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How To Build Flagstone Stairs

Learn how to add character to a backyard with a flagstone staircase.

More in Outdoors

flagstone staircase adds character to backyard
  • Time

    Several Weekends

  • Price Range

    $5,000 - $10,000

  • Difficulty

    Hard

Highlights:

Step 1: Arrange the Boulders

After the area has been bulldozed, set the boulders at the base of the hill. Set the boulders in attractive groupings of three and use the boulders to direct the flow of the stairs.

set boulders at base of hill

Step 2: Partially Bury the Boulders

Using a pick and shovel, dig some holes so the boulders will be partially buried. Use a forklift to set each heavy boulder in the hole. When the boulder is placed for maximum aesthetic value, fill in the dirt around the base of the boulder. Repeat this process for the other boulders at the bottom of the staircase.

use forklift to set each heavy boulder in hole

Step 3: Lay the Flagstone Steps

Move on to the first of the flagstone steps. Use a pick, shovel, and a skid loader to carve out a dirt platform for the step. Place the flagstone on top of the dirt platform with the loader (Image 1). Using a level to check your work, add more dirt until the flagstone is level. The step must have a slight forward tilt to channel off any water. Works up the hill, laying boulders first, and then the steps. Use smaller flagstones to create pathways in between sections of the staircase (Image 2). These parts of the yard are flat and don't need steps. When completed, the steps and pathways will create one cohesive walkway.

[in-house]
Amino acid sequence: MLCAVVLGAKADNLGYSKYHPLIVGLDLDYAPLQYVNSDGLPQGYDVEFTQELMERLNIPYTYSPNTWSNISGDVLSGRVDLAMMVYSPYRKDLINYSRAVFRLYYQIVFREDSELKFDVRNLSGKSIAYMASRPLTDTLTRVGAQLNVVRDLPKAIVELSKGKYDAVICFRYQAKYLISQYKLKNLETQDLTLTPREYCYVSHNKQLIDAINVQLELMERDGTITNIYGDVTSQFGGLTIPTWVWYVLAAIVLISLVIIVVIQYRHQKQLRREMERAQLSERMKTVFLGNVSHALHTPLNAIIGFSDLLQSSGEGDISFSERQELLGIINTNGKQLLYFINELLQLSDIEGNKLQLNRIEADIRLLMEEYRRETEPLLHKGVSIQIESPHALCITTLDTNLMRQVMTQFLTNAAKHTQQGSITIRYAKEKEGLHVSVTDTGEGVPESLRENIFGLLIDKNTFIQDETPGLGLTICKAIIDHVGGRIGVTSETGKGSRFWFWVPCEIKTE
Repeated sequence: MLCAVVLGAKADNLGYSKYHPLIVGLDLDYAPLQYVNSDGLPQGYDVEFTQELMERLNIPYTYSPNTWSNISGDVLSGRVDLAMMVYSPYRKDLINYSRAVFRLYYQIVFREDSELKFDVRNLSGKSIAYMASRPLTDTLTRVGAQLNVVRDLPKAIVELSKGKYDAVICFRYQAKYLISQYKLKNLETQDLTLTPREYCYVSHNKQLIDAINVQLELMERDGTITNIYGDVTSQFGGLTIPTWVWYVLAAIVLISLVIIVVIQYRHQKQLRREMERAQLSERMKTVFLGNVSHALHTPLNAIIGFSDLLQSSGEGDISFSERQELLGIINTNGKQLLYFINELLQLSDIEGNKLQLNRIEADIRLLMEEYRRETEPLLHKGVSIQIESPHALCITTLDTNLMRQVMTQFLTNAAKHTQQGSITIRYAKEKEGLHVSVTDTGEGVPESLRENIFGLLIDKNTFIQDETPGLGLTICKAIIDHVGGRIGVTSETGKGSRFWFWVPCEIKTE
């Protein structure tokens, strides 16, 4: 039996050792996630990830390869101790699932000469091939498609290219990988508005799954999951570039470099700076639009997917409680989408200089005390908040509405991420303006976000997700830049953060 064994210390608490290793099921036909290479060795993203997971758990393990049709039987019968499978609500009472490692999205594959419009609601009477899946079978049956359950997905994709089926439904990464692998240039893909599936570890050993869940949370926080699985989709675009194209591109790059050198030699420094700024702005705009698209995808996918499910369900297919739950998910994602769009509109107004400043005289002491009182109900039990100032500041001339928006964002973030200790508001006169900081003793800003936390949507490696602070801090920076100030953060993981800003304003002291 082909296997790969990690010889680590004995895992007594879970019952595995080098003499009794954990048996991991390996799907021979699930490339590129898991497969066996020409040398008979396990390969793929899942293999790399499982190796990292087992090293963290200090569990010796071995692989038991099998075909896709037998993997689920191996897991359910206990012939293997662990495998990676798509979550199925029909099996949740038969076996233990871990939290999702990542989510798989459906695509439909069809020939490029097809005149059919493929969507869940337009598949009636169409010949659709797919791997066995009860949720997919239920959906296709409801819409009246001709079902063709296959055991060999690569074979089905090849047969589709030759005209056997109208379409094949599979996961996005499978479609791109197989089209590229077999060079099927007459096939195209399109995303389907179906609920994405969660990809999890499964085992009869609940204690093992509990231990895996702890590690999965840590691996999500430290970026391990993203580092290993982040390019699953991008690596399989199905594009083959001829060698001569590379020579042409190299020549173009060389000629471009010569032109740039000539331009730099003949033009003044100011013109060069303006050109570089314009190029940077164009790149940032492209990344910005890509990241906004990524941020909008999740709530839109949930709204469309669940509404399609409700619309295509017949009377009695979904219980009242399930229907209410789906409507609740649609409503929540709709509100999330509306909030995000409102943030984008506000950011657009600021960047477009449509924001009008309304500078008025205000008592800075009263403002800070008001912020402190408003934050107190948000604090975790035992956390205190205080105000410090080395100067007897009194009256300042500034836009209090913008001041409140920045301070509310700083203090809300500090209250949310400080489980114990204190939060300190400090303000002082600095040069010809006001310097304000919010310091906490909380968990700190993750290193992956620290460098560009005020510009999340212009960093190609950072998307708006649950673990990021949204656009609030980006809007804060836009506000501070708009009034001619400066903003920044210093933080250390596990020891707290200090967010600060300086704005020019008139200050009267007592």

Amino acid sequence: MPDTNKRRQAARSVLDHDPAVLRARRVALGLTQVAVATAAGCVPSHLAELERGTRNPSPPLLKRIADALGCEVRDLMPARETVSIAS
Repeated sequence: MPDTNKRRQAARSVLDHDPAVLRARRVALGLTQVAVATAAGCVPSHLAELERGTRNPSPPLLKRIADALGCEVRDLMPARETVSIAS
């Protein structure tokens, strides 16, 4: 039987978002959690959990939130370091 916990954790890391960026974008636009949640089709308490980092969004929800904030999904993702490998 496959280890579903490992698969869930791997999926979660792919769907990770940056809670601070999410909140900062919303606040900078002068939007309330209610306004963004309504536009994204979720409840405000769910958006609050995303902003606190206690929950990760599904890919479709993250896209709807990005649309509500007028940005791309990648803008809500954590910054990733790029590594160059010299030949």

Step 4: Landscape the Area

To make the walkway more aesthetically pleasing, plant a few large trees around the perimeter. Fill in the space around the staircase with smaller boulders and various plantings. The first step in planting is to prepare the soil. Apply compost to the soil to aid in the plants' growth, and then mix the compost together with the soil using a rototiller (Image 1). Dig holes for the plants, loosen up their roots, put them in the ground, and then fill in the surrounding area with dirt (Image 2). Be careful not to plant them too deeply, which could create a pool for water -- drowning the plants. Complete the project by covering the remaining areas of open dirt with mulch. This helps the soil retain moisture and discourages erosion.

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